ATLANTA (AP) — The family of a man who died in a bedbug-infested cell in a Georgia jail’s psychiatric wing is calling for the U.S. Justice Department to investigate the facility.
Lashawn Thompson, 35, died in September, three months after being booked into the Fulton County Jail in Atlanta. Prominent civil rights attorney Ben Crump, who represents Thompson’s family, called for those responsible for his death to be held accountable.
“What you’re looking at, I think, is not just a deplorable jail cell, but this is a crime scene. This is criminal,” Crump said as he held up a photo of Thompson’s dirty, trash-strewn cell during a news conference and rally Thursday in front of the jail.
Photos of the cell and of Thompson’s face and body covered in insects sparked outrage last week when they spread on social media after his family’s local attorney, Michael Harper, released them to news outlets. The medical examiner’s report lists Thompson’s cause of death as “undetermined” but notes a “severe bed bug infestation.”
Crump called for local leaders to be held accountable, including the sheriff, the Fulton County Board of Commissioners and the Atlanta City Council, repeating the slogan, “We ain’t gonna let you pass the baton. Justice for Lashawn.” He urged local activists to attend an upcoming county board of commissioners meeting to demand answers about Thompson’s death.
U.S. Sen. Jon Ossoff, a Georgia Democrat who chairs the Senate Human Rights Subcommittee, announced Thursday that he is launching a new inquiry into conditions of incarceration in Georgia and across the country. He cited news reports last week about Thompson’s death and the death of Joshua McLemore, a 29-year-old with a history of mental illness who died of multiple organ failure in August 2021 at an Indiana jail.
Harper has said jail staff did nothing to address Thompson’s deteriorating health in the weeks before his death and has called for a criminal investigation. Thompson had been arrested June 12 on a misdemeanor battery charge.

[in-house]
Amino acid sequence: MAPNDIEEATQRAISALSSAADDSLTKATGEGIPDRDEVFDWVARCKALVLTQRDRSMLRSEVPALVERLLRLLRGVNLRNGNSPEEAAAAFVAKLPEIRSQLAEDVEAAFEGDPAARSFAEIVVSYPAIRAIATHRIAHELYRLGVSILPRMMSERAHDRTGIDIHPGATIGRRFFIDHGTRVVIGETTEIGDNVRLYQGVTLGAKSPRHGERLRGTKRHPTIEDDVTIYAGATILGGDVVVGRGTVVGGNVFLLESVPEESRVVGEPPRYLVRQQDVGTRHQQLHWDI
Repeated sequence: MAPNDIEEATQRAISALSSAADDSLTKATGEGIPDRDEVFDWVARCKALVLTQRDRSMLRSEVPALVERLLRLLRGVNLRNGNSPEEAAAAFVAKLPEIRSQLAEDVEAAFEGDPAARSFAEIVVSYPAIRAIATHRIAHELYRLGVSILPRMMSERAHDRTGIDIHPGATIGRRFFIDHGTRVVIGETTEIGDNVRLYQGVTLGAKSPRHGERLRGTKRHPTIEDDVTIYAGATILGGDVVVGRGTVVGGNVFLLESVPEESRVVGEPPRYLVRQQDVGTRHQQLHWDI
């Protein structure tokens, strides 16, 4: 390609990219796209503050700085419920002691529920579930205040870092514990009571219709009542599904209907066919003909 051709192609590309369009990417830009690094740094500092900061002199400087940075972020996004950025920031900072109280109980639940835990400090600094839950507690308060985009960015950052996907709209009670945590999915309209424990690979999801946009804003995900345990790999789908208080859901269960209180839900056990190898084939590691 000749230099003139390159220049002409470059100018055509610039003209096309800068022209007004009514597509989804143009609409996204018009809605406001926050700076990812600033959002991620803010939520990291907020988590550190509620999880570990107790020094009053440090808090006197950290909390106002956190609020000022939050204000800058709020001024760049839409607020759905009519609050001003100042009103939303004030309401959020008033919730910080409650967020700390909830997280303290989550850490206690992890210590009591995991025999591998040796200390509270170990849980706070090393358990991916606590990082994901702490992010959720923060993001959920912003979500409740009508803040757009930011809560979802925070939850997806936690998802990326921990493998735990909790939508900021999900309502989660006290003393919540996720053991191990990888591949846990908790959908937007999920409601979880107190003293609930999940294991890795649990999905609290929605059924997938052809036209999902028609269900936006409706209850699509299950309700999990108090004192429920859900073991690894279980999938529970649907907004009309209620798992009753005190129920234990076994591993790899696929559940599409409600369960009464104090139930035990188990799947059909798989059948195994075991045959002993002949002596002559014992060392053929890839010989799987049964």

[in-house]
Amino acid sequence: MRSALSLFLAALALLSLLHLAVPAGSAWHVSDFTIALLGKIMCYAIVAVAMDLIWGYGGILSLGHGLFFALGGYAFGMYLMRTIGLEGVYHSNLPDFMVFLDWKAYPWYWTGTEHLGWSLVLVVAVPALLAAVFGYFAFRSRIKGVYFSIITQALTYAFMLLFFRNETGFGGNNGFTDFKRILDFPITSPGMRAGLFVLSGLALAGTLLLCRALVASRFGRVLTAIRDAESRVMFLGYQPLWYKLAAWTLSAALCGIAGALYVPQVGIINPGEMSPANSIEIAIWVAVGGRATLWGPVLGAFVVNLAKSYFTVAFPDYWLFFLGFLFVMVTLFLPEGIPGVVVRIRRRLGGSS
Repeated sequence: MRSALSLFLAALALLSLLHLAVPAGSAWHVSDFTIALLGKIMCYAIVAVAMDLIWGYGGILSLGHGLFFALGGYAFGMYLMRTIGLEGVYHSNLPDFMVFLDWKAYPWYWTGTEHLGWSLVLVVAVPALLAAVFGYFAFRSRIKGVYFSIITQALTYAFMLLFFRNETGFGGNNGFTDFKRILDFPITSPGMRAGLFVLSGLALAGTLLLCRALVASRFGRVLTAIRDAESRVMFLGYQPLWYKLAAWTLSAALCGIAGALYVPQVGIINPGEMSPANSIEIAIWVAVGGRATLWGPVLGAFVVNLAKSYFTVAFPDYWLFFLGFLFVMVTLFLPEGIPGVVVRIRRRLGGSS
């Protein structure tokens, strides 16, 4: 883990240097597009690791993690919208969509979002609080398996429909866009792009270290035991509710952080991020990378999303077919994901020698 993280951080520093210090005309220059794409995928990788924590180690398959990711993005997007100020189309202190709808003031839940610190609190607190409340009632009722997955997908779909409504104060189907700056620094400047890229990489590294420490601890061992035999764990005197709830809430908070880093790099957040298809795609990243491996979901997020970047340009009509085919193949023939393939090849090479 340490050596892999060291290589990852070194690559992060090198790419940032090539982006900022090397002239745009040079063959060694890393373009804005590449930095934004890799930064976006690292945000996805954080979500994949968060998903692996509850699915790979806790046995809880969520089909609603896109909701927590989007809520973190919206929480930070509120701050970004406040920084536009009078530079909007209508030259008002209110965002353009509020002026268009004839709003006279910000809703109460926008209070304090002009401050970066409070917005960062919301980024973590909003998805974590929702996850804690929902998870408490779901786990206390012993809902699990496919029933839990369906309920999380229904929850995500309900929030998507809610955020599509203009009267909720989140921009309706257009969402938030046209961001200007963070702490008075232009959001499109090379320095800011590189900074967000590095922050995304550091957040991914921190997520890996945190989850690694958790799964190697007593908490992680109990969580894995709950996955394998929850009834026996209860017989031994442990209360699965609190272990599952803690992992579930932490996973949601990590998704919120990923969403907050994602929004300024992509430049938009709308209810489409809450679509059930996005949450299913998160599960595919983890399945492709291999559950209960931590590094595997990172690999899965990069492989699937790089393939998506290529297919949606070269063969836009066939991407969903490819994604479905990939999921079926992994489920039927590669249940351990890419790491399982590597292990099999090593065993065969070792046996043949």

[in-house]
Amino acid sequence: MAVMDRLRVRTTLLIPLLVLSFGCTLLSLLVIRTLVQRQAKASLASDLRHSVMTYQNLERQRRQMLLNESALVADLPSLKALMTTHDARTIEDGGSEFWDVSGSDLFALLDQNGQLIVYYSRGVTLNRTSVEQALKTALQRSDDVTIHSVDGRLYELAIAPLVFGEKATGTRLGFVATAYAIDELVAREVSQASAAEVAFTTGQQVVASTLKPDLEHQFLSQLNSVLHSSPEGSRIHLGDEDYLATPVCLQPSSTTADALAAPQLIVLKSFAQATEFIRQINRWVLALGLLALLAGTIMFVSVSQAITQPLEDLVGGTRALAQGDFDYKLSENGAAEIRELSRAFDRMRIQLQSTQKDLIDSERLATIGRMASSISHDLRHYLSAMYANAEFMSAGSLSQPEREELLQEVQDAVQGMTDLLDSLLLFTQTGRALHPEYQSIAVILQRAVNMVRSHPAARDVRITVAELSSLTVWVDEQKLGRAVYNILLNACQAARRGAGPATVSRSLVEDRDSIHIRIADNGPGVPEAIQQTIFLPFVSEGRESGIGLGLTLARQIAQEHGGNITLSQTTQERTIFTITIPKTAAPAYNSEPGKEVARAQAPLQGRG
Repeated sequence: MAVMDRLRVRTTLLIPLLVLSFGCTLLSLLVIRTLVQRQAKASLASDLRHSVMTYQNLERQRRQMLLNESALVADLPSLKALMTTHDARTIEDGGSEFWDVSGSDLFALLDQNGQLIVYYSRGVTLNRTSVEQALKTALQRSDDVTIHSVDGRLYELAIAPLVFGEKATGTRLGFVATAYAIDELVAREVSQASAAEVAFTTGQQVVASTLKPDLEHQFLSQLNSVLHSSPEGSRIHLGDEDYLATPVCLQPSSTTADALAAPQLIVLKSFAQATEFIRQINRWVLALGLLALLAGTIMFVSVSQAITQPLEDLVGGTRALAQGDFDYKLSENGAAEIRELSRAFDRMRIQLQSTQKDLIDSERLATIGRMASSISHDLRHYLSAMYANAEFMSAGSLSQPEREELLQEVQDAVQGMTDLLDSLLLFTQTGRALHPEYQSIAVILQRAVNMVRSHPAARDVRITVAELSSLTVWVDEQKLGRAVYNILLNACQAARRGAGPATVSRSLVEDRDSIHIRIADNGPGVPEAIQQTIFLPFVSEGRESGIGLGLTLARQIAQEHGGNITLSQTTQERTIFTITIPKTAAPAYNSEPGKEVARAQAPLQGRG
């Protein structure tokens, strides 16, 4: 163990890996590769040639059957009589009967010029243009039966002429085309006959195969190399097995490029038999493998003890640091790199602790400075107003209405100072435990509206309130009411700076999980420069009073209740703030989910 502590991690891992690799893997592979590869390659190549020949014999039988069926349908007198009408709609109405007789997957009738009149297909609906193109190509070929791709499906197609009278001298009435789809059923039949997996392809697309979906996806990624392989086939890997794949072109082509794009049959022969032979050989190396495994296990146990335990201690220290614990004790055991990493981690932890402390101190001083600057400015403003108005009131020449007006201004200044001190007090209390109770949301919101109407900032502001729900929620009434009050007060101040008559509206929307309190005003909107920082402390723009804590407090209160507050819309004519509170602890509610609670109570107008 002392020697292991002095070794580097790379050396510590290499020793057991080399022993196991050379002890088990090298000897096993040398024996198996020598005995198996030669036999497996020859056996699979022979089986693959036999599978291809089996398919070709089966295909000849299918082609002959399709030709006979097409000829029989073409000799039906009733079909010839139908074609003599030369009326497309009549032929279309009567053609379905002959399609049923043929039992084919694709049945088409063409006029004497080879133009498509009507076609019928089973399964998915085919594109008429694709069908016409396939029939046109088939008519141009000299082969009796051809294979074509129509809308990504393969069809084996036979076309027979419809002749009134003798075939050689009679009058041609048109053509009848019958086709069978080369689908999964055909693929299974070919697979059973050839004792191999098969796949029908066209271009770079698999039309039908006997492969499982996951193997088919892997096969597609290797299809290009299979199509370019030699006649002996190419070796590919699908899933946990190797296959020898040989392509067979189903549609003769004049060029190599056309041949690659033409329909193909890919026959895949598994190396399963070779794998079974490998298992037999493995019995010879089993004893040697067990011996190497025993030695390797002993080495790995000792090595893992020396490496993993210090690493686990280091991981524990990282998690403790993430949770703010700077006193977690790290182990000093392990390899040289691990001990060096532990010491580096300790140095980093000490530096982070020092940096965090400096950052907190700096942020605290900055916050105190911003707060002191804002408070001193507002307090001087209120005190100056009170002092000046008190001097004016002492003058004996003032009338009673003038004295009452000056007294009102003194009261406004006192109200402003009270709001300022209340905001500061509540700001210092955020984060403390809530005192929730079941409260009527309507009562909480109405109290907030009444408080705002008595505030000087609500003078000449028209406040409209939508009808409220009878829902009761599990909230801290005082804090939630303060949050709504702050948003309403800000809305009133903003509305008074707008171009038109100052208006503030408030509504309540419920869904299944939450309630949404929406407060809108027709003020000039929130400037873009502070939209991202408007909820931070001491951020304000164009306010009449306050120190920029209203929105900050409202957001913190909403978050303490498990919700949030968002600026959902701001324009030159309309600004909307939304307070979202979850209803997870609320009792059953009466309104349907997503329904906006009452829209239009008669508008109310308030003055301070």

Fulton County Sheriff Pat Labat met with Thompson’s family Thursday and spoke alongside them at the news conference outside the jail.
“We understand, and I have said this publicly, this is absolutely unconscionable, point blank,” Labat said.
Labat said that once investigations into Thompson’s death — an internal one by his office and another by the Atlanta Police Department — are complete, they will be turned over to the Georgia Bureau of Investigation.
Since Thompson’s death gained publicity last week, Labat has expressed his condolences to the family and had three top jail officials resign. He announced Wednesday that he had secured an additional $5.3 million from the county board of commissioners to provide upgrades at the jail, including increased monitoring in the psychiatric and medical units and more frequent high-level sanitation of those units.
In a separate statement released Thursday evening, Labat acknowledged that the problems at the jail are not new and that it has been “operating in crisis mode for decades.” The facility cannot provide “safe and humane detention” and a new jail is needed, he said.
He also said the jail’s medical provider terminated its contract for jail services on Tuesday and that his office is reviewing proposals for a new medical provider.
Critics — including some who yelled questions and accusations at Labat during the news conference — have said Labat didn’t act until the conditions surrounding Thompson’s death became public. And they allege Labat, who took office in January 2021, is using Thompson’s death to bolster his push for a new jail when they say he has long failed to address serious chronic problems at the current jail.
Tiffany Roberts, public policy director for the Southern Center for Human Rights, which advocates for the rights of people in the criminal justice system, said the nonprofit law firm has successfully sued the county four times over conditions at the jail but has seen little improvement.
“How dare this sheriff stand with a grieving family, pat their backs, make platitudes while he is asking for $2 billion to transfer this problem to a larger and more expensive facility,” she said during the news conference. “How long will we hide from the reality that Fulton County is chronically dysfunctional and there is no humanity in a system like this?”